Hirose FX confirmed that its website and trading platform were targeted by a DDoS attack on Monday, September 18, 2017.
There has been one more announcement about a cyber attack against an online trading company, reiterating the importance of cyber security for the industry. Japanese retail FX broker Hirose Tusyo Inc (TYO:7185), or Hirose FX, has confirmed that it was subjected to a DDoS attack on Monday, September 18, 2017.
The services affected included the corporate website, as well as Hirose FX’s trading tools, such as the LION FX platform. Logging into the platform and accessing the website was hampered for more than an hour on Monday morning. The services were restored at 11:28.
Other online trading companies have been targets of DDoS attacks too. On June 29, 2017, Japanese retail Forex broker Kabu.com Securities, a subsidiary of Mitsubishi UFJ Financial Group Inc (TYO:8306), said it had fallen victim to a DDoS attack. The cyber attack also happened in the morning. The cyber attack targeted the website of the company, which was unavailable for about 36 minutes.
Also in June, Canadian brokerage Questrade said it was a victim of a DDoS attack, which affected the normal work of its platforms. The company noted that this was not a ‘hack’ and no personal information had been compromised. Early this month, Questrade sought to bolster the security of its customer accounts by introducing a Last login feature. Thanks to this addition, whenever traders log in to their Questrade accounts, they can check information about the last login to their account, such as date, time, and device/browser.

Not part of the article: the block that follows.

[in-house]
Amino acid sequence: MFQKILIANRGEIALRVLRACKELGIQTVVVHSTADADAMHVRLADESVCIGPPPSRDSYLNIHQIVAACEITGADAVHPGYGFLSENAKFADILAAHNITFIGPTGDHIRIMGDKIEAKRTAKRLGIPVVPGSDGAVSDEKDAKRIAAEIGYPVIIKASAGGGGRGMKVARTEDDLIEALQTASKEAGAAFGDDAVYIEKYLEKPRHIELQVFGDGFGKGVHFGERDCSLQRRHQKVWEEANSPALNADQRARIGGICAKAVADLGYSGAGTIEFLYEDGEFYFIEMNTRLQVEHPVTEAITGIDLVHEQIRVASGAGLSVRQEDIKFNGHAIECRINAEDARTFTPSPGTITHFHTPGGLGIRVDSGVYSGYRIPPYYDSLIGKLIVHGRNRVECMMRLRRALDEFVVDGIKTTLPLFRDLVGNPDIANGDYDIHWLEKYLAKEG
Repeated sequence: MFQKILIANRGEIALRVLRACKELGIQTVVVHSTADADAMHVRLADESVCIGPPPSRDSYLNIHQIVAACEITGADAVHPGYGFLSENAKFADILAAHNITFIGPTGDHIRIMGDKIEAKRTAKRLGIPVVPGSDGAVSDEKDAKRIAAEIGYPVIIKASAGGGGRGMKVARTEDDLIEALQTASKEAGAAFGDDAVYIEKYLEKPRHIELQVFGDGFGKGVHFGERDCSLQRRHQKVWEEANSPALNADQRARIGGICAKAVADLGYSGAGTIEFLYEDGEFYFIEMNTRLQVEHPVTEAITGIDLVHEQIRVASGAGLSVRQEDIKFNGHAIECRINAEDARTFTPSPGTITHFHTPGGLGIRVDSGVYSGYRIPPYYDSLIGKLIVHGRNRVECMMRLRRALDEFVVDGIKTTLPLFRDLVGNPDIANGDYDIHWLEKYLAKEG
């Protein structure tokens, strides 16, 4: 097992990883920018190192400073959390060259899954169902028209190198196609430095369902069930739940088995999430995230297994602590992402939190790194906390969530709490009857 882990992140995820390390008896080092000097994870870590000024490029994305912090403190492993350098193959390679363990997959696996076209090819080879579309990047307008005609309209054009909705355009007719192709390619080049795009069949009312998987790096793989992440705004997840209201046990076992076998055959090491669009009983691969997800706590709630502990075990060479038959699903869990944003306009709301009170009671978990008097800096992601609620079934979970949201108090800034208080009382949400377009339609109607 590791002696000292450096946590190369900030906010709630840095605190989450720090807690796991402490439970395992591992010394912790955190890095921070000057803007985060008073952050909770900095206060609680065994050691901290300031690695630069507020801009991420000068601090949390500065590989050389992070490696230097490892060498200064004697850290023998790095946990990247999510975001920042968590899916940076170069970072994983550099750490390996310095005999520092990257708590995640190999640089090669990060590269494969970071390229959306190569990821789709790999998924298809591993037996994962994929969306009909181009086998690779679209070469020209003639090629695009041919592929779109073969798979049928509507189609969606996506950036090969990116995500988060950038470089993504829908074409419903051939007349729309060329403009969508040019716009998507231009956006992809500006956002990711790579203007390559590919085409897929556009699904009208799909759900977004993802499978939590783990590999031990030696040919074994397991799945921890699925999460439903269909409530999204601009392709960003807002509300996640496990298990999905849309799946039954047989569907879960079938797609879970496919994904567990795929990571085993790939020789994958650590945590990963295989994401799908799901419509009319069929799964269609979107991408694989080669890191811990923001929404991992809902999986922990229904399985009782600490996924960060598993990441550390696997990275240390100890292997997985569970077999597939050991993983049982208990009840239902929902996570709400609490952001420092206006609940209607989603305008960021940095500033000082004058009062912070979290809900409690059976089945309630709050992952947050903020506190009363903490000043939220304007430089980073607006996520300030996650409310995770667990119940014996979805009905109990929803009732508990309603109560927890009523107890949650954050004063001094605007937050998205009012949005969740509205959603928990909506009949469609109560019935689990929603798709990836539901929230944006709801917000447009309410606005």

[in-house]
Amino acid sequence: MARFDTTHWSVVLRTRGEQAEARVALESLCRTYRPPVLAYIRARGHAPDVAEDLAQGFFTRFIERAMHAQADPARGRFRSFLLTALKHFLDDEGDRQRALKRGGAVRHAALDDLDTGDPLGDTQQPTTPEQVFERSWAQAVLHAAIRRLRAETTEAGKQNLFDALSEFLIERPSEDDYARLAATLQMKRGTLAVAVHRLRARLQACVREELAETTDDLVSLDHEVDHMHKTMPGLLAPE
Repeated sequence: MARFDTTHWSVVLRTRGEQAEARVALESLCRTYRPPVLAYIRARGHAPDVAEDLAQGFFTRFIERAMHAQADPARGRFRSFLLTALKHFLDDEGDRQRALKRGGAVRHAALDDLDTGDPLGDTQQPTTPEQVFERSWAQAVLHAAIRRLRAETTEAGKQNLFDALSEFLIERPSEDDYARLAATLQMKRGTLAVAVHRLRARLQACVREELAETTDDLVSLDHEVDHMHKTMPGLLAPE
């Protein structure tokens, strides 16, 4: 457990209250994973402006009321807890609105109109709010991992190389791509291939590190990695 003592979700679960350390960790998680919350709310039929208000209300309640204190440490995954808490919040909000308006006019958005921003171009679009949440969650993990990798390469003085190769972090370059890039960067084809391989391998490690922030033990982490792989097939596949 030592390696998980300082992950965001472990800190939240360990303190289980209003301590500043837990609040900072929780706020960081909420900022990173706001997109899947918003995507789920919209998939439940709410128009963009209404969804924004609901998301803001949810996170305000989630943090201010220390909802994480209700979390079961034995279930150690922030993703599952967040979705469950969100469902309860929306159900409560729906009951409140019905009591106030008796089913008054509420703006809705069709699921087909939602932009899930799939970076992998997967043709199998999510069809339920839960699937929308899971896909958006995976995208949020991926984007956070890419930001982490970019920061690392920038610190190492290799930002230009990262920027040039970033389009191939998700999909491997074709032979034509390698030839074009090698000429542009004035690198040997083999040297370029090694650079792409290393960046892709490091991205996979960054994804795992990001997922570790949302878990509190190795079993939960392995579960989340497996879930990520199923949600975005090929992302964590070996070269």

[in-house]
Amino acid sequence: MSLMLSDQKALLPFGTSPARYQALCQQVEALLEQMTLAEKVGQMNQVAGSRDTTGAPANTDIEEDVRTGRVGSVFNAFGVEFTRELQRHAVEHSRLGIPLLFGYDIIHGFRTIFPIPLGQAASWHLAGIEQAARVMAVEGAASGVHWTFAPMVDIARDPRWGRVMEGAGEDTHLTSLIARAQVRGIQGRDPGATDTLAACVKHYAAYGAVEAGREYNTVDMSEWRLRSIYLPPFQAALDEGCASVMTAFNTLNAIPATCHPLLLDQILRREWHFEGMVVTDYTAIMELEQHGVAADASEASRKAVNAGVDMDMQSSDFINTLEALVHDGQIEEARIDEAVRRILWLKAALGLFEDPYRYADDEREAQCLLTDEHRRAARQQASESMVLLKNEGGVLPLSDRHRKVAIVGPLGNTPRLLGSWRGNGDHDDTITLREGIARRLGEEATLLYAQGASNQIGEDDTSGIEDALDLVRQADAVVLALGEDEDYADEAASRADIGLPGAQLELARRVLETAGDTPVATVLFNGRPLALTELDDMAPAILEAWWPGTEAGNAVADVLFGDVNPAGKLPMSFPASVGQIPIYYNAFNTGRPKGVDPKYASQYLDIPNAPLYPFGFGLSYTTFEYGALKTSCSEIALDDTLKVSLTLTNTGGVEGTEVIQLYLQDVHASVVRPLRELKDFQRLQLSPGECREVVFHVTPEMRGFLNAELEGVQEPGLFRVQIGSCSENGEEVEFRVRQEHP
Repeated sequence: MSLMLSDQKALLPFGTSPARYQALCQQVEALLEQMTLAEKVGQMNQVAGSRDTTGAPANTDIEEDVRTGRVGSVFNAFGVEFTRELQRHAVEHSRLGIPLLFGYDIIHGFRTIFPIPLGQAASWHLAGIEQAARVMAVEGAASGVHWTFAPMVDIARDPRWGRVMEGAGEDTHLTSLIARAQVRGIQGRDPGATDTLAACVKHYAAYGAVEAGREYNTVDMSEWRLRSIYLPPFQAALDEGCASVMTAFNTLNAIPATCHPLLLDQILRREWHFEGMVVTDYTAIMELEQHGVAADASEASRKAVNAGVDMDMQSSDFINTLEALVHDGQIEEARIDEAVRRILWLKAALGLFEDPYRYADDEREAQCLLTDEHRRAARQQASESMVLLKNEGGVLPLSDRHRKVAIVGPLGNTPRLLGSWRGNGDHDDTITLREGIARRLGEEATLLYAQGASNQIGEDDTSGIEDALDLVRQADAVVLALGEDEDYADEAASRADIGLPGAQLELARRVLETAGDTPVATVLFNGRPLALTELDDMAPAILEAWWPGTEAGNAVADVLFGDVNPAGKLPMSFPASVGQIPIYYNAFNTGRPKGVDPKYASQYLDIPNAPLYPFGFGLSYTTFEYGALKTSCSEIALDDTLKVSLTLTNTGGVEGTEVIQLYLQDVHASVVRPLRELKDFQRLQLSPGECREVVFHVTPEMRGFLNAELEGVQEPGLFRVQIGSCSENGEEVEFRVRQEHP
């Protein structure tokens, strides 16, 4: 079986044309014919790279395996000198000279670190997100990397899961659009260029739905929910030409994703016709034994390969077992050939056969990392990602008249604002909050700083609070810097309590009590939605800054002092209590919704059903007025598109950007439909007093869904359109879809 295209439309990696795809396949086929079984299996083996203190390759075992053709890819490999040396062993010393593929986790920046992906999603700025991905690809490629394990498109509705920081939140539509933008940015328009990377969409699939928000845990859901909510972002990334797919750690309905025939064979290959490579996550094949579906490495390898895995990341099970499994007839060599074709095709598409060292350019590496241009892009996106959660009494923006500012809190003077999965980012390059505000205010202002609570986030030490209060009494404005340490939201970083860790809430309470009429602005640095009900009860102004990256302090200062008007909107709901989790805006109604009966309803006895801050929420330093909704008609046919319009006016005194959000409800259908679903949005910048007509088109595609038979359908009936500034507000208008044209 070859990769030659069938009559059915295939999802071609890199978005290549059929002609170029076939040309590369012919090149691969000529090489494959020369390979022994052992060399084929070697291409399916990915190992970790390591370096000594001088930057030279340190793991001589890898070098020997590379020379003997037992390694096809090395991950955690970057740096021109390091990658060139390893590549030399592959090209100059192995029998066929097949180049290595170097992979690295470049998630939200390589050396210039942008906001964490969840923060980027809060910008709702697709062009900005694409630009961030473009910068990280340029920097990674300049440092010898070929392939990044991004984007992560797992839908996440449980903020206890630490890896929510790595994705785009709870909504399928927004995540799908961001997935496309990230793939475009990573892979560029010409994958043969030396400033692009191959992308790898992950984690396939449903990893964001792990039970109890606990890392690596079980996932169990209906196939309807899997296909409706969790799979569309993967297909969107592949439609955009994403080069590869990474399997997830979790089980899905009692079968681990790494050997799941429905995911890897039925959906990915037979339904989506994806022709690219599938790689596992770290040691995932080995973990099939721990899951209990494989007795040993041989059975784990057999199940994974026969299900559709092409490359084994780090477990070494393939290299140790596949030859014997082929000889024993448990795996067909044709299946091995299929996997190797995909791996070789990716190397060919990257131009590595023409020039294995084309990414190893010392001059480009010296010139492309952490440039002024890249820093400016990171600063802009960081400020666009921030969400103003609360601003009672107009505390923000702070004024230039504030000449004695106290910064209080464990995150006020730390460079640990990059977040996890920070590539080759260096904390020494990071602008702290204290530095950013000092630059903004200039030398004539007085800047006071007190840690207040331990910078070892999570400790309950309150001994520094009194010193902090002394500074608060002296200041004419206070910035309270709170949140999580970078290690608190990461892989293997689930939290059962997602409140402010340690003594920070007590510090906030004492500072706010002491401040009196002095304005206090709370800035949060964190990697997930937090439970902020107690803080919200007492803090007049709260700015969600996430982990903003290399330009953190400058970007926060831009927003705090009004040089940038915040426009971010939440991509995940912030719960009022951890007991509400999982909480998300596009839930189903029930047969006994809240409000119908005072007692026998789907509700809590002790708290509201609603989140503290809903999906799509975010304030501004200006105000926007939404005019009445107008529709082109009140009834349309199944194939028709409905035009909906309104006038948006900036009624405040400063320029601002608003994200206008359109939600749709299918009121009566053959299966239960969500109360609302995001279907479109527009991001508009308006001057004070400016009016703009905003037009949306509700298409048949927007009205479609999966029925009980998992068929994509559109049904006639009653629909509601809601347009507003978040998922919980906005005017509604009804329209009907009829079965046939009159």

Other companies, such as Saxo Bank, have also aimed at beefing up their safeguards against cyber attacks. In July this year, Saxo said it was making adjustments on how the SaxoTraderGO platform is exposed to the external world. With regard to that, Saxo said it was moving from a reactive to a proactive protection setup, meaning that its service would be presented at a new IP address.
Cyber problems are a costly matter (in financial and reputation terms), as proven by the issues at GMO Payment Gateway Inc (TYO:3769). It took about two months for the websites of two of the clients of GMO Payment Gateway to recover and resume work, following a security breach and a data leak. Preliminary estimates have indicated that the number of “units of information” leaked through the Tokyo Metropolitan Government website was 676,290, including 614,629 email addresses, 61,661 credit card numbers and credit card expiration dates. The number of “units” of credit card information reportedly leaked from the Japan Housing Finance Agency was 43,540, including credit card numbers, credit card expiration dates, security codes, credit card payment registration dates, addresses, email addresses, names, phone numbers, as well as dates of birth and payment joining dates. The numbers have been revised later to avoid doubling of information.